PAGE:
UXnews

Publications :: Courtesy of InfoDesign

Zeitgeist: IBM and Apple showed the way.

“Businesses are starting to realize the potential of good UX. With a substantial percentage of the workforce retiring in the next three to five years, organizations need software for a new wave of workers?business software that works like the apps they use at home. Our customers who have already adopted Infor?s new UX are seeing lower turnover rates, less training time, and more satisfaction among their workers. They tell us they?re hungry for more. And we?re getting ready to deliver.”

(Marc Scibelli ~ UX Magazine)

Challenging the UX way of thinking from a marketing and branding perspective.

“In his opening keynote Thomas Marzano challenges the HCI community to think about Brand Experience instead of User Experience. Tapping from his experience with the new Philips Brand, he will demonstrate us how a company should approach its brand in a holistic way and thus create a better and deeper felt brand differentiation. Thomas firmly believes that putting people at the centre of imagination is the only sustainable way of creating meaningful experiences.”

(Thomas Marzano a.k.a. @ThomasMarzano ~ Chi Sparks 2014 videos)

Talk about design and innovation after the phase of ‘just do it’.

“Finding the sweet spot in terms of a timeframe or design skeleton is one thing, but the real challenge comes with translating consumer insights into something innovative that the designers can stand behind. (…) And just as we’ve made the transition from a much more “magic” way of introducing design to completely immersing ourselves into the thoughts, suggestions and feelings of consumers, we’re looking to a future where the the public will ultimately be playing a much smaller role in the actual function of their products. All we can do is wait to see what comes out of the woodwork – and offer our opinions as consumers whenever we have the chance.”

(Core77 Design)

Like standards, there’s so many principles to choose from. Pick your own.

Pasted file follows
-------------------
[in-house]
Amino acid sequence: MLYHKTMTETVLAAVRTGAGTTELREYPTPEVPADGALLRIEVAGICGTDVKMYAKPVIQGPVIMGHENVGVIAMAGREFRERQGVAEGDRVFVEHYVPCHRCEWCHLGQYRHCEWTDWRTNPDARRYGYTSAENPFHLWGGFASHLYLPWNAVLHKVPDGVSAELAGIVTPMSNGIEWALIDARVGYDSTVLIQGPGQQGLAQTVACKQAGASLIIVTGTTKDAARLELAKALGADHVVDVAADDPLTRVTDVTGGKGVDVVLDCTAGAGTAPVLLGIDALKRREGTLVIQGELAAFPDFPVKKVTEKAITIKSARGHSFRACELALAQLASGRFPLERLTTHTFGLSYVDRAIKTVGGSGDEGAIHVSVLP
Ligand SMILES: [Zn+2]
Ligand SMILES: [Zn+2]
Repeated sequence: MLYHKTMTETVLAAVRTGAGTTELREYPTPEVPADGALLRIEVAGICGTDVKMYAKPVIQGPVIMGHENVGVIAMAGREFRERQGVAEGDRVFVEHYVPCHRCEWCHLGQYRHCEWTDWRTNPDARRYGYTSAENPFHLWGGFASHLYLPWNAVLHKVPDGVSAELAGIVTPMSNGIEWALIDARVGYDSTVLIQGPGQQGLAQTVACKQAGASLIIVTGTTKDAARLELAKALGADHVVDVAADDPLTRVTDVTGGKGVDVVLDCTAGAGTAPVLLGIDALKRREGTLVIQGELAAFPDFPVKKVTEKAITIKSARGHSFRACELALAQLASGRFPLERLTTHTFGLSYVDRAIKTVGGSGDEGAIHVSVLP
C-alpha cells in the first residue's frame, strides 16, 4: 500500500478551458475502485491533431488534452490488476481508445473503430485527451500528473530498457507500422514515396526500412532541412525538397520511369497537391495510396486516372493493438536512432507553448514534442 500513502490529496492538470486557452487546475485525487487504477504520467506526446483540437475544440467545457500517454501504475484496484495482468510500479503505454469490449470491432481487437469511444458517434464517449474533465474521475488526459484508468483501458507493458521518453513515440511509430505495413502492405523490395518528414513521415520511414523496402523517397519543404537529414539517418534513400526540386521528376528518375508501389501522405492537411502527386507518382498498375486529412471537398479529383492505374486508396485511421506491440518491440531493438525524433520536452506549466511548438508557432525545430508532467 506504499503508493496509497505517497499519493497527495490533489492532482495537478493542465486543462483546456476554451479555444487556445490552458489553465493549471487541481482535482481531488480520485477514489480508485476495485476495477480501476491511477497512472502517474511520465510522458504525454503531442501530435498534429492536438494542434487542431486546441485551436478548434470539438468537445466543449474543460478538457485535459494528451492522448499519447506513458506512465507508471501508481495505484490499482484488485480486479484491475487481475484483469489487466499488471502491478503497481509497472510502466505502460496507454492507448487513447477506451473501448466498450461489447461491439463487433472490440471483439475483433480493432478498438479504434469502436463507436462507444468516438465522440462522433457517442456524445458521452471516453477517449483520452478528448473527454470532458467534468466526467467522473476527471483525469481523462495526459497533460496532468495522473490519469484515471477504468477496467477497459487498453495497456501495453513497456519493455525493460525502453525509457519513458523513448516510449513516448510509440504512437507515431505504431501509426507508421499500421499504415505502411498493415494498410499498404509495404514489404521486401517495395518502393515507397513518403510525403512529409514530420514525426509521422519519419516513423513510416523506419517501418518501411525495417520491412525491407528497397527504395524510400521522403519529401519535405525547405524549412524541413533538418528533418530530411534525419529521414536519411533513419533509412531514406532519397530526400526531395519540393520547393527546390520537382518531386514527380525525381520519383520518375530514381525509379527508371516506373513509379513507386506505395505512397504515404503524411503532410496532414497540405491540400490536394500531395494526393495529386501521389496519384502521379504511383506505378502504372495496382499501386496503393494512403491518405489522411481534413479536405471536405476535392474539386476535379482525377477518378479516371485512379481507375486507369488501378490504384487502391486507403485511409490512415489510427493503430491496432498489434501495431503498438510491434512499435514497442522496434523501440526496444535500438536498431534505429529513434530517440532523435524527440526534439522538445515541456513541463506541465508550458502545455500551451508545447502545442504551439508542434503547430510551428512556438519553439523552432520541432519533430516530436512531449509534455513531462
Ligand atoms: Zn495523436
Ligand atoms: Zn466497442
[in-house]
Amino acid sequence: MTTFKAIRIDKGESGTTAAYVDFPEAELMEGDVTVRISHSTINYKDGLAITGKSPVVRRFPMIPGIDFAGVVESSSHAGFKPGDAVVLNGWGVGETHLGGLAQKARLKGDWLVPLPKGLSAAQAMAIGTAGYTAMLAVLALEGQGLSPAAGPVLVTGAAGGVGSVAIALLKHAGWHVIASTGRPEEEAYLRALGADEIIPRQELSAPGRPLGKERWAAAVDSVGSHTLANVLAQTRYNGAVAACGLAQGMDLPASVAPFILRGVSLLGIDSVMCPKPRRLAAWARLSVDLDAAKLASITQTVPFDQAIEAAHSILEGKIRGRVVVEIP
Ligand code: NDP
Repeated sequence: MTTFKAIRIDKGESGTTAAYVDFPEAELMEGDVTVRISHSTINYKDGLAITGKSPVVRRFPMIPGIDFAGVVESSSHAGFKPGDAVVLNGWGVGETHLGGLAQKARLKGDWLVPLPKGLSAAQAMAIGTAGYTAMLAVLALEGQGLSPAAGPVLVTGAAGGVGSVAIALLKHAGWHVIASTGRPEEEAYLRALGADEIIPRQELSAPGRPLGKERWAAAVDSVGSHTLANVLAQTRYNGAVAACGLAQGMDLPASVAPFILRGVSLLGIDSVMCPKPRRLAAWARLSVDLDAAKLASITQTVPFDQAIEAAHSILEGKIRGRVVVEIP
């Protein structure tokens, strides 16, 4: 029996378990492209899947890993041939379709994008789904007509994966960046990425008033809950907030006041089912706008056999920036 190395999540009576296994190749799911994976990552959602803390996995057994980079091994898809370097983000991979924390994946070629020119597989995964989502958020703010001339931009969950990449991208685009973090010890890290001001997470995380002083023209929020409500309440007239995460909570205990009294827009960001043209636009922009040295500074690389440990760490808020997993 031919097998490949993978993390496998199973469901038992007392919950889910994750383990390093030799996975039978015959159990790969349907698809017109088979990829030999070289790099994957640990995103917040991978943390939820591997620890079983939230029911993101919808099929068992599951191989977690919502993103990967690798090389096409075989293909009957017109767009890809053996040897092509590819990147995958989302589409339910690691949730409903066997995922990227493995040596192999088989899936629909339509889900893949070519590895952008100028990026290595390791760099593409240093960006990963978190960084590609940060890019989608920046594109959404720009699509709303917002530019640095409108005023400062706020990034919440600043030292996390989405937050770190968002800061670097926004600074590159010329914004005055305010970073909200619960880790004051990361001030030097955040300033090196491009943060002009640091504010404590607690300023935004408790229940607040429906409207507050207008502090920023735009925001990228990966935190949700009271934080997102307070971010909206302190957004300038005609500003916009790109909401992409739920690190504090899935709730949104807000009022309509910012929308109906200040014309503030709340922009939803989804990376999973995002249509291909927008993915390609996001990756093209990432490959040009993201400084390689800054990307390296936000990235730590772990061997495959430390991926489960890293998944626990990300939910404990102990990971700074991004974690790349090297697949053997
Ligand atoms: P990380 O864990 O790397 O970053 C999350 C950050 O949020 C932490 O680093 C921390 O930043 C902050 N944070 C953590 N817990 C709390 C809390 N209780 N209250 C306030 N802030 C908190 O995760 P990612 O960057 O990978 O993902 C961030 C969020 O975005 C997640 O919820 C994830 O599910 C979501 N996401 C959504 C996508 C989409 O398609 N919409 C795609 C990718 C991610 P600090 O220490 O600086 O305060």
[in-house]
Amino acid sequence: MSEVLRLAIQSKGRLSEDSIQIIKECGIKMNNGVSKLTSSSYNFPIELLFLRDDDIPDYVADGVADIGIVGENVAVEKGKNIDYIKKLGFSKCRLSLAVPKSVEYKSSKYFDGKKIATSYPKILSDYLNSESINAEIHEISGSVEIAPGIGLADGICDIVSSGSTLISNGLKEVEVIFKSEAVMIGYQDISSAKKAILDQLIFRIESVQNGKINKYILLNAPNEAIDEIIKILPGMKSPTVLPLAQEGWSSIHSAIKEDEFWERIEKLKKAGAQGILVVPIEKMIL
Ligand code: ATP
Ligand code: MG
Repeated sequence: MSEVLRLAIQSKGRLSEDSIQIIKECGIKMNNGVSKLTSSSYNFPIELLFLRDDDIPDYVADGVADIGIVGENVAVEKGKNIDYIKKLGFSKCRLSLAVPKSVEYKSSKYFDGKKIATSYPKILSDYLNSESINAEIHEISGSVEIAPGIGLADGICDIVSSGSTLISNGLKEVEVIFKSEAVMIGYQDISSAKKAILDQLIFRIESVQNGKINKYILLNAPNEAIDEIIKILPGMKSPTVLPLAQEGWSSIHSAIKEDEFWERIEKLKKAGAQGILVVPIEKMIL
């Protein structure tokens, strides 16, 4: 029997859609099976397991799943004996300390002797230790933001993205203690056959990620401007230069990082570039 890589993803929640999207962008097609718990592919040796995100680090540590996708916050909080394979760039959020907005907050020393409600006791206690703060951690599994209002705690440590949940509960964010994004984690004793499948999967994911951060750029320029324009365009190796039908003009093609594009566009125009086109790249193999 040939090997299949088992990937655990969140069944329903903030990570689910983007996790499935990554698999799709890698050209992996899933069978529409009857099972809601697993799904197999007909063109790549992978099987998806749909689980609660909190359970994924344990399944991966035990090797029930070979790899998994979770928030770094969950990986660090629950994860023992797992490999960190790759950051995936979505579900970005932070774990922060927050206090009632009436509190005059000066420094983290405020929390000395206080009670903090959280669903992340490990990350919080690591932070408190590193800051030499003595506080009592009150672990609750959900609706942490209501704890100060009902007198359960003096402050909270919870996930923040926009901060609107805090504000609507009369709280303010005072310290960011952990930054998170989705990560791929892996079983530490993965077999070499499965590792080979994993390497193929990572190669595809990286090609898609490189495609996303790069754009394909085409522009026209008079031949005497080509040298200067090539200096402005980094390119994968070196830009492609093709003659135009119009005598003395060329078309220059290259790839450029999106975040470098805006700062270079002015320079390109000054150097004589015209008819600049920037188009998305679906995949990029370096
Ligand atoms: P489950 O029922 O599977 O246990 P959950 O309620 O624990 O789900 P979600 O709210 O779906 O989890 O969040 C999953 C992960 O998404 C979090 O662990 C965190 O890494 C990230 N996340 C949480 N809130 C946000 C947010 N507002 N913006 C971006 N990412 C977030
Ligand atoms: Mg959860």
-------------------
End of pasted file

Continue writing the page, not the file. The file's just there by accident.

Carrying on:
“For a long time, I?ve been an advocate of creating standards, guidelines, and patterns as a way of achieving design consistency within a large organization. While these do offer significant benefits, they also introduce a number of problems into the design process.”

(Peter Hornsby ~ UXmatters)

It’s all about understanding by design.

“The tighter the mapping between icons and the thing they represent, the easier they are to understand, but standardization can also make an icon easy.”

(Jakob Nielsen a.k.a. @NNgroup)

Great example of content-first experience design.

“Our jobs as designers, coders, thinkers and writers is to deliver relevant content in a meaningful context. We are creating a complete reading experience where not only the visual delivery is responsive (desktop to tablet to smartphone) but also the content is responsive to the context of it’s consumption. We look at new phenomena like agile publishing and self-publishing (and a pretty triumphant return of print) and we collect data to get insights in the behavior of our audiences.”

(Robert Stulle a.k.a. @robertstulle ~ EdenSpiekermann)

First level of abstraction: a blueprint. Kind of a template.

“Once all of the elements have been agreed on, consolidate the strategy. A good, succinct strategy should only be about two pages long. Give it multiple forms to illustrate your intent to different audiences. Create a presentation, document and a graphic, as needed. Share the strategy as often as possible. It?s hard to over communicate: print it out, hang it up, start every meeting with your strategy slide, use it as dummy text in wireframes instead of lorum ipsum. Reiterate. Developing strategy is a craft, one that involves exploration and choice but also systematic thinking. The UX Strategy Blueprint helps you see all the moving parts in a single overview. In doing so, it simplifies strategy, making an abstract concept more tangible for all involved.”

(James Kalbach a.k.a. @jimkalbach ~ Experiencing Information)

Besides wireframes, prototypes and task maps, personas still remains one of the poster childs of UCD.

“How can designers create experiences that are custom tailored to people who are unlike themselves? As explained in part 1 of this series, an effective way to gain knowledge of, build empathy for and sharpen focus on users is to use a persona. This final part of the series will explain an effective method of creating a persona.”

(Shlomo Goltz a.k.a. @MoGoltz ~ Smashing Magazine)

Designing for reading experiences is so much more than ‘just’ typographical design decisions.

“Journey mapping brings understanding of what customers are feeling, thinking and doing at any given point in time when interacting with a service, and recognition of how that may change over time.”

(Jason Santa Maria a.k.a. @jasonsantamaria ~ A List Apart)

Visualizing complex processes supports shared understanding. But ambiguity increases with the visuals.

“Journey mapping brings understanding of what customers are feeling, thinking and doing at any given point in time when interacting with a service, and recognition of how that may change over time.”

(Chris Risdon a.k.a. @ChrisRisdon ~ Creative Blog)

InfoDesign by Peter J. Bogaards, Founder of BogieLand

Events :: Courtesy of the Interaction Design Foundation

Interaction Design Foundation